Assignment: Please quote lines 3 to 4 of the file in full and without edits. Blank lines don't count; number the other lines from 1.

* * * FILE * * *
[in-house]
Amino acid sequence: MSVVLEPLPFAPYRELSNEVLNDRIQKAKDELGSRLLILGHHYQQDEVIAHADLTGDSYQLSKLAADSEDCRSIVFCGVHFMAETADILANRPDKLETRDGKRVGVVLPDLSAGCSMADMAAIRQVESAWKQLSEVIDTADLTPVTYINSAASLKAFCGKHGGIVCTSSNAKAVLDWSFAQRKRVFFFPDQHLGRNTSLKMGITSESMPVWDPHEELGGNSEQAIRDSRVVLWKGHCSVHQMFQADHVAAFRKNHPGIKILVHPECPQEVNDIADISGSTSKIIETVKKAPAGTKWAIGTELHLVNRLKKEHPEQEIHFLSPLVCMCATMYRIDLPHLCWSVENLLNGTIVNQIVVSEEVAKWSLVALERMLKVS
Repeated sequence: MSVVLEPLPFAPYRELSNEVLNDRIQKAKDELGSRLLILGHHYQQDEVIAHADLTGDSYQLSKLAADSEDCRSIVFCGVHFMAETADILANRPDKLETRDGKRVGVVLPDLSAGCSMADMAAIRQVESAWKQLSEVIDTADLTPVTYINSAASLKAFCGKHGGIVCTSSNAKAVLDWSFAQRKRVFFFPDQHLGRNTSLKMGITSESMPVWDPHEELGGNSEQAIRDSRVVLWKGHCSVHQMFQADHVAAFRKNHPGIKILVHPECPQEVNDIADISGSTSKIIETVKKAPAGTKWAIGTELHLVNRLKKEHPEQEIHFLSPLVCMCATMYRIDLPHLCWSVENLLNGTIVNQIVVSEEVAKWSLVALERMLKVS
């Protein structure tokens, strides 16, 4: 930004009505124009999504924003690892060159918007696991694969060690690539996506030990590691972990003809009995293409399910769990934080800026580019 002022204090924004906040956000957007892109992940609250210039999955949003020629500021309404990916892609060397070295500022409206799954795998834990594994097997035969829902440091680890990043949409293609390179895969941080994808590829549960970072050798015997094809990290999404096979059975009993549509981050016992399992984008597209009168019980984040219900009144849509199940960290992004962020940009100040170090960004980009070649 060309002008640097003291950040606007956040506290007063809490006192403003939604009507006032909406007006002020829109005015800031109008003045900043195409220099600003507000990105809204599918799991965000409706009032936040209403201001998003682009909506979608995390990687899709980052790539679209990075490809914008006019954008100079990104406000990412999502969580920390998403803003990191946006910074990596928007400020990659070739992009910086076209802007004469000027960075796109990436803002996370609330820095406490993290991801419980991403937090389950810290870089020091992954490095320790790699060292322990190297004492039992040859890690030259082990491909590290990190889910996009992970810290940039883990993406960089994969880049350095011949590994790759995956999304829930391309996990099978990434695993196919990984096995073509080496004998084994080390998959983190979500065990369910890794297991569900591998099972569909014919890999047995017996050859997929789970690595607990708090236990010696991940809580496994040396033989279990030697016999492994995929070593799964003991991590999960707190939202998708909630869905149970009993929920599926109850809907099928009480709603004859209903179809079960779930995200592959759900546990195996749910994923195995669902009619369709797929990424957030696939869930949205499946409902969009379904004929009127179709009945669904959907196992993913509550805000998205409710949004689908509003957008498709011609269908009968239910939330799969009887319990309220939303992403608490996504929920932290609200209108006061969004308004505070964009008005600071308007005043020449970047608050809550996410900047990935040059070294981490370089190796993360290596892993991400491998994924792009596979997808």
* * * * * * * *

Repeated sequence: MSVVLEPLPFAPYRELSNEVLNDRIQKAKDELGSRLLILGHHYQQDEVIAHADLTGDSYQLSKLAADSEDCRSIVFCGVHFMAETADILANRPDKLETRDGKRVGVVLPDLSAGCSMADMAAIRQVESAWKQLSEVIDTADLTPVTYINSAASLKAFCGKHGGIVCTSSNAKAVLDWSFAQRKRVFFFPDQHLGRNTSLKMGITSESMPVWDPHEELGGNSEQAIRDSRVVLWKGHCSVHQMFQADHVAAFRKNHPGIKILVHPECPQEVNDIADISGSTSKIIETVKKAPAGTKWAIGTELHLVNRLKKEHPEQEIHFLSPLVCMCATMYRIDLPHLCWSVENLLNGTIVNQIVVSEEVAKWSLVALERMLKVS
């Protein structure tokens, strides 16, 4: 930004009505124009999504924003690892060159918007696991694969060690690539996506030990590691972990003809009995293409399910769990934080800026580019 002022204090924004906040956000957007892109992940609250210039999955949003020629500021309404990916892609060397070295500022409206799954795998834990594994097997035969829902440091680890990043949409293609390179895969941080994808590829549960970072050798015997094809990290999404096979059975009993549509981050016992399992984008597209009168019980984040219900009144849509199940960290992004962020940009100040170090960004980009070649 060309002008640097003291950040606007956040506290007063809490006192403003939604009507006032909406007006002020829109005015800031109008003045900043195409220099600003507000990105809204599918799991965000409706009032936040209403201001998003682009909506979608995390990687899709980052790539679209990075490809914008006019954008100079990104406000990412999502969580920390998403803003990191946006910074990596928007400020990659070739992009910086076209802007004469000027960075796109990436803002996370609330820095406490993290991801419980991403937090389950810290870089020091992954490095320790790699060292322990190297004492039992040859890690030259082990491909590290990190889910996009992970810290940039883990993406960089994969880049350095011949590994790759995956999304829930391309996990099978990434695993196919990984096995073509080496004998084994080390998959983190979500065990369910890794297991569900591998099972569909014919890999047995017996050859997929789970690595607990708090236990010696991940809580496994040396033989279990030697016999492994995929070593799964003991991590999960707190939202998708909630869905149970009993929920599926109850809907099928009480709603004859209903179809079960779930995200592959759900546990195996749910994923195995669902009619369709797929990424957030696939869930949205499946409902969009379904004929009127179709009945669904959907196992993913509550805000998205409710949004689908509003957008498709011609269908009968239910939330799969009887319990309220939303992403608490996504929920932290609200209108006061969004308004505070964009008005600071308007005043020449970047608050809550996410900047990935040059070294981490370089190796993360290596892993991400491998994924792009596979997808």